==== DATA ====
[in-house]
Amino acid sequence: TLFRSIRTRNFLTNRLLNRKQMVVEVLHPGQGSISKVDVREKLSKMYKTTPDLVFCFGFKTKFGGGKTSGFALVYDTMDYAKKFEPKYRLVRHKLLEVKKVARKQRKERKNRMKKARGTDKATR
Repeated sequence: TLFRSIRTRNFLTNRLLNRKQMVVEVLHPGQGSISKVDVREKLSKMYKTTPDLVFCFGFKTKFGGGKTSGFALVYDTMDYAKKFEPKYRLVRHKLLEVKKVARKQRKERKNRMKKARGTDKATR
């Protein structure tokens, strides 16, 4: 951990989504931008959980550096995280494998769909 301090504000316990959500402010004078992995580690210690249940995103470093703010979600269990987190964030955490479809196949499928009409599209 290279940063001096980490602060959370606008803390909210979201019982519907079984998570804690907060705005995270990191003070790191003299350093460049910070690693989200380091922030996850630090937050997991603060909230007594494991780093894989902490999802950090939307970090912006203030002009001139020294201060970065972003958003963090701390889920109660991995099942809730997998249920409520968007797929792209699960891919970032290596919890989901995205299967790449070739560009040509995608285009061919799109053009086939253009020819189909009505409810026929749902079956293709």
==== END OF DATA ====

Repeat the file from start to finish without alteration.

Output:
[in-house]
Amino acid sequence: TLFRSIRTRNFLTNRLLNRKQMVVEVLHPGQGSISKVDVREKLSKMYKTTPDLVFCFGFKTKFGGGKTSGFALVYDTMDYAKKFEPKYRLVRHKLLEVKKVARKQRKERKNRMKKARGTDKATR
Repeated sequence: TLFRSIRTRNFLTNRLLNRKQMVVEVLHPGQGSISKVDVREKLSKMYKTTPDLVFCFGFKTKFGGGKTSGFALVYDTMDYAKKFEPKYRLVRHKLLEVKKVARKQRKERKNRMKKARGTDKATR
């Protein structure tokens, strides 16, 4: 951990989504931008959980550096995280494998769909 301090504000316990959500402010004078992995580690210690249940995103470093703010979600269990987190964030955490479809196949499928009409599209 290279940063001096980490602060959370606008803390909210979201019982519907079984998570804690907060705005995270990191003070790191003299350093460049910070690693989200380091922030996850630090937050997991603060909230007594494991780093894989902490999802950090939307970090912006203030002009001139020294201060970065972003958003963090701390889920109660991995099942809730997998249920409520968007797929792209699960891919970032290596919890989901995205299967790449070739560009040509995608285009061919799109053009086939253009020819189909009505409810026929749902079956293709």